The NAND core tries to be smart so the controllers don’t have to implement everything, but sometimes the core takes the wrong decision which leads to weird behaviour. Instead of trying to guess what the controller wants, the core should rely on helpers from the controller: the core gives default implementations, but the controller has to use them explicitly. If a method is not filled in, it will not be called and return -ENOTSUPP.
Some things that already happened: helpers to fix bitflips in erased pages (controller has to explicitly call them); common DT parsing; common setting of timings.
Currently the NAND layer and the MTD layer are quite mixed up. An mtd_device and a nand_device are essentially the same thing, but both are used intermingled. The idea is that it will be possible to retrieve the mtd_device from the nand_device object, so that the mtd_device doesn’t need to be passed anymore. Further, use of mtd_device should be avoided to separate the two layers.
What is needed to improve NAND performance
Simple case is single single-die chip connected to controller. Second case if a multi-die chip. Third case is multiple (single- or multi-die) chips. The second case is actually almost the same as the third case. Modern NAND controllers can make use of this by pipelining NAND accesses, interleaving operations between dies/chips, etc. However, the framework will lock the controller during e.g. a read() operation so no interleaved access to a different die/chip is possible. The idea is to queue requests to the NAND controller, and let the controller dispatch requests as needed and as possible.
Also at the chip level optimisations are possible: cached access, multi-plane access, multi-die access, DDR. These require support both in the chip and in the controller. A first step is to identify which features are available. ONFI and JEDEC standardise discovery, but it has to be represented in nand_chip.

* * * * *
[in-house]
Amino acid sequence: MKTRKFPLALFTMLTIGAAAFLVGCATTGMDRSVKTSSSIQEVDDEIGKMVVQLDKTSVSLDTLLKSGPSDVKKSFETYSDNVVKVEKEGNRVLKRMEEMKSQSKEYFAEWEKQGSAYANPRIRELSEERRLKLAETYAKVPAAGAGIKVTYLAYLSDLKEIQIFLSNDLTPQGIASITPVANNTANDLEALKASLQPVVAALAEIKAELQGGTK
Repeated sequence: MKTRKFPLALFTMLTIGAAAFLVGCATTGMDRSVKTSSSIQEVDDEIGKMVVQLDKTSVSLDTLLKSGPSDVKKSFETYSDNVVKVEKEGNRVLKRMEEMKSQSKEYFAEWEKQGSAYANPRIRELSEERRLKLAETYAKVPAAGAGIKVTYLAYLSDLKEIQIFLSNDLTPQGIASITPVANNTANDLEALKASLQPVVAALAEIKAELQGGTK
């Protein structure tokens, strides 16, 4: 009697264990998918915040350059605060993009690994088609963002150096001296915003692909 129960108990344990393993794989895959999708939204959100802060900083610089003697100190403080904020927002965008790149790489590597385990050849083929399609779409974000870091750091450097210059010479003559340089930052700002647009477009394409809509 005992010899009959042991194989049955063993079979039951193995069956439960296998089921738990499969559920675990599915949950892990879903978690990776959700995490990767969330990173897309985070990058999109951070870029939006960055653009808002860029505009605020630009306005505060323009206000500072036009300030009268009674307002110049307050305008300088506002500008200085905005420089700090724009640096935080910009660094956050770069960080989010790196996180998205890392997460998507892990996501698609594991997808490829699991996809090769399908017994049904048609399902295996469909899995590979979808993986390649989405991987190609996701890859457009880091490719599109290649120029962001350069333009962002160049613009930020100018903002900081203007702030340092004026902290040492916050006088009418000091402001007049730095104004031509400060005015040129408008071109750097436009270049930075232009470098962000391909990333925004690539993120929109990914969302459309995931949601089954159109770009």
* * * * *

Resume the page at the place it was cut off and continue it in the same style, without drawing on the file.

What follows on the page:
Cached access: allow access to the cells to happen in parallel with the transfer over the bus. This helps a lot on MLC, because pages are large and both I/O and ECC calculation take a lot of time.
I/O scheduling: dispatch accesses to different dies in parallel. Contention on the bus has to be resolved, but there are long idle times on the bus so it is possible. The scheduling algorithm should be generic, but there are controller-specific bits to actually allow and control interleaving.
A lot of modern NANDs don’t comply with ONFI/JEDEC. There are additional features that are not usable through the normal commands. Currently, chip detection is in nand_base.c, it would be better to isolate things in vendor-specific c files, which fill in some of the nand_chip hooks.
Sharing code between NAND-based devices
spinand is a framework separate from nand (it’s also mtd, but a different lower layer). A lot of the code is similar, however, e.g. bad block management, MLC constraints, memory array organisation, etc. Factorising these commonalities sounds like a good idea. This is already started by Brian Norris and Peter Pan. Extended by Boris: Create struct nand_device, make nand_chip, onenand_chip and spinand_chip derive from it, common code uses nand_device.
Share your ideas or your problems, or propose an implementation. Test the proposed patches on your controllers/chips. At the driver level: convert your driver(s) to the new infrastructures – Boris can’t patch all the drivers. Review submissions from others.